January Tips

Tip 1

Here in the Lower Mainland, we sometimes get snow at this time of year. When it’s the kind of snow that is quite heavy and wet, or if the snow is soon followed by icy rain, then our trees and shrubs often experience branch breakage due to the added weight. This can result in unsightly gaps in the canopy, or bark tears along the trunk and jagged stubs, which are easy for pests and diseases to infiltrate. We commonly see stems of Brandon cedar hedges bending and breaking under the snow-load. Some tree species that are particularly susceptible to limb failure include Deodar cedar, fir, hemlock, willow, cottonwood, and magnolia.

You can take proactive measures by tying up some of your smaller trees and shrubs. It is also wise to have larger trees pruned to reduce the end weight of the larger branches. You can also shake off the snow when you notice it accumulating on the plants, or even knock it off with a rake or broom.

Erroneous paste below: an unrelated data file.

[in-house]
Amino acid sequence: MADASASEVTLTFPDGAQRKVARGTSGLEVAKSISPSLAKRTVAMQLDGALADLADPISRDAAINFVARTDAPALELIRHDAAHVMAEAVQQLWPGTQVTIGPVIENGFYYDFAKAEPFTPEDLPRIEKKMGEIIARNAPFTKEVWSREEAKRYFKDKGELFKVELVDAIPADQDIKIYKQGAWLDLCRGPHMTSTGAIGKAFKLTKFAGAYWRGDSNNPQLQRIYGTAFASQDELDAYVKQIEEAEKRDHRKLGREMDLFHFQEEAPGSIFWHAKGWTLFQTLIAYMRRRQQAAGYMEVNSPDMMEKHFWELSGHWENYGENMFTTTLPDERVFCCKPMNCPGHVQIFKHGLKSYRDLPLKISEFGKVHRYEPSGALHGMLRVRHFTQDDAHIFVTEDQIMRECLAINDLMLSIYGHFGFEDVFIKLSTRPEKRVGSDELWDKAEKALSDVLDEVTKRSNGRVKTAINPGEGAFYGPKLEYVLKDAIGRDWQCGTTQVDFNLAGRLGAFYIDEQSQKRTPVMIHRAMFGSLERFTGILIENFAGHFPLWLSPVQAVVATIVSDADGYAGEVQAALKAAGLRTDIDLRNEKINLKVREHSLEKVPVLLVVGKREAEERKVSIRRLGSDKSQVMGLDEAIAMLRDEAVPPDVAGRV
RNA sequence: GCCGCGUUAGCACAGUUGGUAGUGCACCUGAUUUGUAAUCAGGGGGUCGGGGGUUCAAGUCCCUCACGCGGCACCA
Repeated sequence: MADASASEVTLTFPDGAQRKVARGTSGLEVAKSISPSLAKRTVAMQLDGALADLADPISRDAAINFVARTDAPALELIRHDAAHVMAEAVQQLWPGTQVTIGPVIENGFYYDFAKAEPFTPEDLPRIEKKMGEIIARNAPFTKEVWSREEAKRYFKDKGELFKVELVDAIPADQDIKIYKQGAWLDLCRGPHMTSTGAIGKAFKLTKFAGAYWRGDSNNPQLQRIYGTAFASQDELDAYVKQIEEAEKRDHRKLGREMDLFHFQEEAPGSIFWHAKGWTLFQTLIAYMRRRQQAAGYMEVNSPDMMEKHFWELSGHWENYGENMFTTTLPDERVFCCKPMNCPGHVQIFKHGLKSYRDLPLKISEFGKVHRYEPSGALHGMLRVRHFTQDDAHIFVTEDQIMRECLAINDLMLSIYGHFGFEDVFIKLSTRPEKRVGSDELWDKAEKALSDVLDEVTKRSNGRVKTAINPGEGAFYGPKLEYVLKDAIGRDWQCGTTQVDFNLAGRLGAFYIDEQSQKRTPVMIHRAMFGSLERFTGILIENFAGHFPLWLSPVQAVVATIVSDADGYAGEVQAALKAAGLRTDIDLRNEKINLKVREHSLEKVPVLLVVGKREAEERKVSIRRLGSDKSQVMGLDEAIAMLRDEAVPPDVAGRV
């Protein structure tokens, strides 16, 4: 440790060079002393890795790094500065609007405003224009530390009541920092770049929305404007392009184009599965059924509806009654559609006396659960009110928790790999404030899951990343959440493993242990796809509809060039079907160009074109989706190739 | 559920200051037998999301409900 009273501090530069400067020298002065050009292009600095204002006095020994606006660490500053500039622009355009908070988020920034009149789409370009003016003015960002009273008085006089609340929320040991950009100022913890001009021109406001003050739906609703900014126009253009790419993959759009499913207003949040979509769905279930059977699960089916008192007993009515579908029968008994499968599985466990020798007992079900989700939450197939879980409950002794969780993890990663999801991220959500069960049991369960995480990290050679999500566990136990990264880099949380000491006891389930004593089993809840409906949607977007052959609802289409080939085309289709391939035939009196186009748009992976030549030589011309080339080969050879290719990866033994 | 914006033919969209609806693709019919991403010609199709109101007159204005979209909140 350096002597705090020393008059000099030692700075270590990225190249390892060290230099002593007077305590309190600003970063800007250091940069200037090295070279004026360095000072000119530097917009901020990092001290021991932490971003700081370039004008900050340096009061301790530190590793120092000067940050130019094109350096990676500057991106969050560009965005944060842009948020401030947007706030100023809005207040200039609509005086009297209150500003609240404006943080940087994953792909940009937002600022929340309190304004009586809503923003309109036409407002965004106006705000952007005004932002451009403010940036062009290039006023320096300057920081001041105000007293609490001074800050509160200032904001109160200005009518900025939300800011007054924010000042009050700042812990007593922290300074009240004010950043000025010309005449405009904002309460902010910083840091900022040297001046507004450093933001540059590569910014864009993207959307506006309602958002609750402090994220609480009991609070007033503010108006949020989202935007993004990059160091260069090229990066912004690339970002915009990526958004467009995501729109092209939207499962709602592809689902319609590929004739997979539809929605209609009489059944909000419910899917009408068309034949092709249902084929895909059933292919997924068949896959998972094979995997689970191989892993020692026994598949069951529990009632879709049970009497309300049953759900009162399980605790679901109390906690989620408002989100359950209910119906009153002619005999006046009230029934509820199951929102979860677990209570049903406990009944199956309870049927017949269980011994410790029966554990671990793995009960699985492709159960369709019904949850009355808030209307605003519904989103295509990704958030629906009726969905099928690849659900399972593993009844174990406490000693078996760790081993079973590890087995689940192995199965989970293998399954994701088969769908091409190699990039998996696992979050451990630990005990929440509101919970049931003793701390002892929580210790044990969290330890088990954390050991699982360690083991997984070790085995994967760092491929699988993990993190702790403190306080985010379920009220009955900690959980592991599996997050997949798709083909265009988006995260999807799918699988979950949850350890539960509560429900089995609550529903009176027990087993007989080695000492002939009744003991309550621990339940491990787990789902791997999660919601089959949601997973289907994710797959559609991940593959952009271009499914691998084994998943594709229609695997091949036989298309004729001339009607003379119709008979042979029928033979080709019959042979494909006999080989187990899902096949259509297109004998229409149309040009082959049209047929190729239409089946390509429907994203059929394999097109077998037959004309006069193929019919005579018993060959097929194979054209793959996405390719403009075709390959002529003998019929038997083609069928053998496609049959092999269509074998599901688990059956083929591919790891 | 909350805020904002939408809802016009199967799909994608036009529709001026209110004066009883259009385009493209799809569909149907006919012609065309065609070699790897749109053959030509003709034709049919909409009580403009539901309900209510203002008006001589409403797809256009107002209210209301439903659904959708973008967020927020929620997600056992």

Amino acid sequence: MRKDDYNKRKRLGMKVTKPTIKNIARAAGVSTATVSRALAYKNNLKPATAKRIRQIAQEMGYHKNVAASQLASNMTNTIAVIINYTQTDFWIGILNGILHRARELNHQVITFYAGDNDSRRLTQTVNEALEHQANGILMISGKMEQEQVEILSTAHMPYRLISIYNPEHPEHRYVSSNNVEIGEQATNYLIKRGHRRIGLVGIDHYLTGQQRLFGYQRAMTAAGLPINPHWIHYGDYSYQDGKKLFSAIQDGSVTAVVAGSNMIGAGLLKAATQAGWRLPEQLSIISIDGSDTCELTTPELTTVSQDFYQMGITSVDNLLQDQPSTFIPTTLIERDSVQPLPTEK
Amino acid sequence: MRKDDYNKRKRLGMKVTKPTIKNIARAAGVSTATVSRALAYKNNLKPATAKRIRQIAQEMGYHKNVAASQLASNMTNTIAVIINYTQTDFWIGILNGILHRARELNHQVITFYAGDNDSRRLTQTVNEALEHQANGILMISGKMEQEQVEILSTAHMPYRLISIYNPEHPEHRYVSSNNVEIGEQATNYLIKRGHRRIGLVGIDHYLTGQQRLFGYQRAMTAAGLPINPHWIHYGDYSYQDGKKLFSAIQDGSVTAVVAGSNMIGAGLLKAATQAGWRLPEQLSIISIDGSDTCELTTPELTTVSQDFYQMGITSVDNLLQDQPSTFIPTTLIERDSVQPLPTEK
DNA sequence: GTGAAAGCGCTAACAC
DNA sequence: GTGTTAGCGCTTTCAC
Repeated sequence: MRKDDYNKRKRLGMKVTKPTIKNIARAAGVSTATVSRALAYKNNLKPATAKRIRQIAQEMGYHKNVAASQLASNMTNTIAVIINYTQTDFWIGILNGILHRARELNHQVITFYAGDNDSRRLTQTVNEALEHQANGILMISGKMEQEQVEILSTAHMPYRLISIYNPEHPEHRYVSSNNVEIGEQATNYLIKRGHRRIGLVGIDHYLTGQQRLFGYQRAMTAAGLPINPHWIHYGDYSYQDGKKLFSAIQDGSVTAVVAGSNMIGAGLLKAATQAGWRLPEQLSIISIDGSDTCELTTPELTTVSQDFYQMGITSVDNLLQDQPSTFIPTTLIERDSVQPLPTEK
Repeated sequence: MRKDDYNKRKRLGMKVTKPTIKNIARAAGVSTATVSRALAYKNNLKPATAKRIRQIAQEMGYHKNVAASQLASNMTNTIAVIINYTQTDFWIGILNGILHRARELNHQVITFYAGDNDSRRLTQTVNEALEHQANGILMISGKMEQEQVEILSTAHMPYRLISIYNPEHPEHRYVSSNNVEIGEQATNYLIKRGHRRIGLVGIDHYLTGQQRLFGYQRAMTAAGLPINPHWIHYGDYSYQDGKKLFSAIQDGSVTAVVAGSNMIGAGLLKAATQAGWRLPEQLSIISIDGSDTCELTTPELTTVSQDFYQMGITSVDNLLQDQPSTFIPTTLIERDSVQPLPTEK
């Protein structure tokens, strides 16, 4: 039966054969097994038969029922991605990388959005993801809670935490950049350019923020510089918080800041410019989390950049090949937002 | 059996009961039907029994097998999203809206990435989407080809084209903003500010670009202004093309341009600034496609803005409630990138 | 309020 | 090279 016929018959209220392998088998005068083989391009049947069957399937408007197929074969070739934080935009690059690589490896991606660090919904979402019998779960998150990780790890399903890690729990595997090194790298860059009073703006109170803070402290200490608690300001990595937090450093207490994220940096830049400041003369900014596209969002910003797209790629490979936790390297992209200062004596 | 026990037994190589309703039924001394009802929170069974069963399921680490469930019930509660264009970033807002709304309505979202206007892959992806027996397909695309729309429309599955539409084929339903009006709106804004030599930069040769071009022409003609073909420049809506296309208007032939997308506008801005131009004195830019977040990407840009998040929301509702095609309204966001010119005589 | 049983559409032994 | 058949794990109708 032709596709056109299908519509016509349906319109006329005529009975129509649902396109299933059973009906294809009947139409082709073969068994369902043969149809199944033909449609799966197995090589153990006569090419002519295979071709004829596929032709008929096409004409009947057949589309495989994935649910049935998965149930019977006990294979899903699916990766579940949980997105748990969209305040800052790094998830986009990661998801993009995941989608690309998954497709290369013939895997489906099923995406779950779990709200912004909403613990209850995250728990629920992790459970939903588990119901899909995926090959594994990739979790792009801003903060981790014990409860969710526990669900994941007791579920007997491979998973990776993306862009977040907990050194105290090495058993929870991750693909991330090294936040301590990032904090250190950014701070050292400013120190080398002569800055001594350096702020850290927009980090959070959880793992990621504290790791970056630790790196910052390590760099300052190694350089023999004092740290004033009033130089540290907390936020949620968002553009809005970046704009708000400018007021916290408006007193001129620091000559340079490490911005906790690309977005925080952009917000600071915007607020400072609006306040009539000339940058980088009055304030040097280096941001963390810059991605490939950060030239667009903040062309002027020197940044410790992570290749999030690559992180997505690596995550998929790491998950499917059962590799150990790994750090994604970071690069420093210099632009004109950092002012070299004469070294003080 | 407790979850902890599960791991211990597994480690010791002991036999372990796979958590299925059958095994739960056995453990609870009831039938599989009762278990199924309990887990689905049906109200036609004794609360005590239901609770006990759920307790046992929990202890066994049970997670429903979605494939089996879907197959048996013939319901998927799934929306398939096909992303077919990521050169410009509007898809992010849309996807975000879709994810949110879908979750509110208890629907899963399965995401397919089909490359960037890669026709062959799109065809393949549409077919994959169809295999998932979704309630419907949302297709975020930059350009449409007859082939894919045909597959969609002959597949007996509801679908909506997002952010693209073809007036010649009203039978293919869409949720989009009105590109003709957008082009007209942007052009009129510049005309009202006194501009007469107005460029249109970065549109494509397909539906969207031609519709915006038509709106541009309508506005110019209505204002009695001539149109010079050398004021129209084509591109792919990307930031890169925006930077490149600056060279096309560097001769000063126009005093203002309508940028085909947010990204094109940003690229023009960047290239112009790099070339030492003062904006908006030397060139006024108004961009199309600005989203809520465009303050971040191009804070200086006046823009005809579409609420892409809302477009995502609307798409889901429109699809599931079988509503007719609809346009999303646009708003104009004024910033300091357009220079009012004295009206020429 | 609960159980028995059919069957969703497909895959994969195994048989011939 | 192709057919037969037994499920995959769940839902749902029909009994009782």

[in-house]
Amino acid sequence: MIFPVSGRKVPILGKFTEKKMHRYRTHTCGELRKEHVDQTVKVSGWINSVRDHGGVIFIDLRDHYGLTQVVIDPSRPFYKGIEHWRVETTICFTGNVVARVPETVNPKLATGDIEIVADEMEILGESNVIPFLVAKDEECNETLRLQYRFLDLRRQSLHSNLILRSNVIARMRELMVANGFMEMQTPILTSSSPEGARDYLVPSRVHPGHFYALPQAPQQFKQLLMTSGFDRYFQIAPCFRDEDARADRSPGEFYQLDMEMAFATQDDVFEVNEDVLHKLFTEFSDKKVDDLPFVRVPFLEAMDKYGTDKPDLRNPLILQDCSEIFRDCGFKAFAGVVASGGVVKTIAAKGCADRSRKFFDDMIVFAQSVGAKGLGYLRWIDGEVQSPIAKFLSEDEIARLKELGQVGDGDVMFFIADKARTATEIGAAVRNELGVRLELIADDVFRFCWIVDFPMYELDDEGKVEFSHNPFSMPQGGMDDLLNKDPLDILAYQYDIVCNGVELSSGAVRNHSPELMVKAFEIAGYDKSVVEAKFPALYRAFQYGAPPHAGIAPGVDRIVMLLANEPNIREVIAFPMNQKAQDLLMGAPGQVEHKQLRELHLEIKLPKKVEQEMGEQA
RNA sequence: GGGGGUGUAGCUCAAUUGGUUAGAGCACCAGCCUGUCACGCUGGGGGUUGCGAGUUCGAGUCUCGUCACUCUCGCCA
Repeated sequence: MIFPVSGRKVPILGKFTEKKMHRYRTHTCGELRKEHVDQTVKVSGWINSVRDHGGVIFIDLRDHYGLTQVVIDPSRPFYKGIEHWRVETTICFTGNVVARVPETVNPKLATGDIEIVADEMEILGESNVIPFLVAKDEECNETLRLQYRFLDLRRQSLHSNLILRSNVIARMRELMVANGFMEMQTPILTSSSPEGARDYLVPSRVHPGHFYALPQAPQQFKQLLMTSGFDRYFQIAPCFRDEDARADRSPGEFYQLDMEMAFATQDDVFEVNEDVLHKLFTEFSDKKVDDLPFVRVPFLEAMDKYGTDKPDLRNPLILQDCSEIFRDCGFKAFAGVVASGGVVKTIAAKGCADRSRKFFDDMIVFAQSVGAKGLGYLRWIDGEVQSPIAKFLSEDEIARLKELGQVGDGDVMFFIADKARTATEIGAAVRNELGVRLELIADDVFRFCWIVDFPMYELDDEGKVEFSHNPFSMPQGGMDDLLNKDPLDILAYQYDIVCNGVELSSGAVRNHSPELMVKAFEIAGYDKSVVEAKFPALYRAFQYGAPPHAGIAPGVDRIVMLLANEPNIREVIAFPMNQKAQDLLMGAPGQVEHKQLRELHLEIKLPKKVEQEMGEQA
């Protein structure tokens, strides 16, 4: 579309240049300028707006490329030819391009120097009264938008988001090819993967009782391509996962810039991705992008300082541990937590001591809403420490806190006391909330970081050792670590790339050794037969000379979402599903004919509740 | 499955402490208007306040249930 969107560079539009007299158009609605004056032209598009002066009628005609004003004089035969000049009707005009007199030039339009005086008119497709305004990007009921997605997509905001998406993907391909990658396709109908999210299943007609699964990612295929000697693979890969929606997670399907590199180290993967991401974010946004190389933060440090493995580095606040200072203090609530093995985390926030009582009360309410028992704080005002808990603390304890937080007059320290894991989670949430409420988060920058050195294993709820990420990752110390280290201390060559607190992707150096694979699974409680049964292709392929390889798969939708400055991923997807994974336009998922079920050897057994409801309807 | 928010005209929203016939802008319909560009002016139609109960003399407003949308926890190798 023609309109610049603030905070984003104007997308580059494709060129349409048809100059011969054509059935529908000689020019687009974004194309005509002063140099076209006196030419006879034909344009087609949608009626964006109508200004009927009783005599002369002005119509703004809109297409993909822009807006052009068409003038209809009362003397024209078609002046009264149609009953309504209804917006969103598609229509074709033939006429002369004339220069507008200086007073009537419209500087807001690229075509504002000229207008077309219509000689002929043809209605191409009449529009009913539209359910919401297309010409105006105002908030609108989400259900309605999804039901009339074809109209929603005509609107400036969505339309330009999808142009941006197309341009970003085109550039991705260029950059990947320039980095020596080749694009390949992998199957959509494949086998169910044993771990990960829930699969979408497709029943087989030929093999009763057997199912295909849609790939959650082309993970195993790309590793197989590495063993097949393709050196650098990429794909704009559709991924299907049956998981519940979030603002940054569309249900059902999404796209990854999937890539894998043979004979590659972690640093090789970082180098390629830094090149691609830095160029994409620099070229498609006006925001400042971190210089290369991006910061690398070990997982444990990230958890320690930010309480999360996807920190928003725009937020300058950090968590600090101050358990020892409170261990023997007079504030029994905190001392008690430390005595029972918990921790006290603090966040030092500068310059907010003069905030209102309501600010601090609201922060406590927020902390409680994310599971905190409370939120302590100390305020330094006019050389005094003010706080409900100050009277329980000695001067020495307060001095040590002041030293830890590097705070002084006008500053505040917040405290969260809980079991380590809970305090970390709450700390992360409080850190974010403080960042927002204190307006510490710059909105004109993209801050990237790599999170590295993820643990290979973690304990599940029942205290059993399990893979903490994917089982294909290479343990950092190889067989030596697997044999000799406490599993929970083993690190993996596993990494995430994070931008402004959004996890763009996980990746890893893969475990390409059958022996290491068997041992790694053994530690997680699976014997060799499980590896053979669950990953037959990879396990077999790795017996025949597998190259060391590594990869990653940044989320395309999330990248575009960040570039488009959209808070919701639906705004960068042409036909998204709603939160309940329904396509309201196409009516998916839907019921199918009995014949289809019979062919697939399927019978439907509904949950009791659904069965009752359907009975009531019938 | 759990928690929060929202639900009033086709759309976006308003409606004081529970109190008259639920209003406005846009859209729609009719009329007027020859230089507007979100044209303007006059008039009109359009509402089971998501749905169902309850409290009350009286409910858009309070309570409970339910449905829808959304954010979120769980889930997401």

When damage does occur, it is important to have the trees or shrubs pruned to remove broken stubs. If there are big trees on your property, then something to watch for after any storm is the potential for large broken branches to be hung up in the canopy, presenting a hazard to those below.

 

Tip 2

Wondering what to do with that Christmas tree? In most municipalities, you can find tree chipping events, usually by donation, and for a charitable cause. Alternatively, you can also recycle your old tree at home. Cutting it up into small pieces and adding it to your compost bin is a good source of nitrogen for your compost.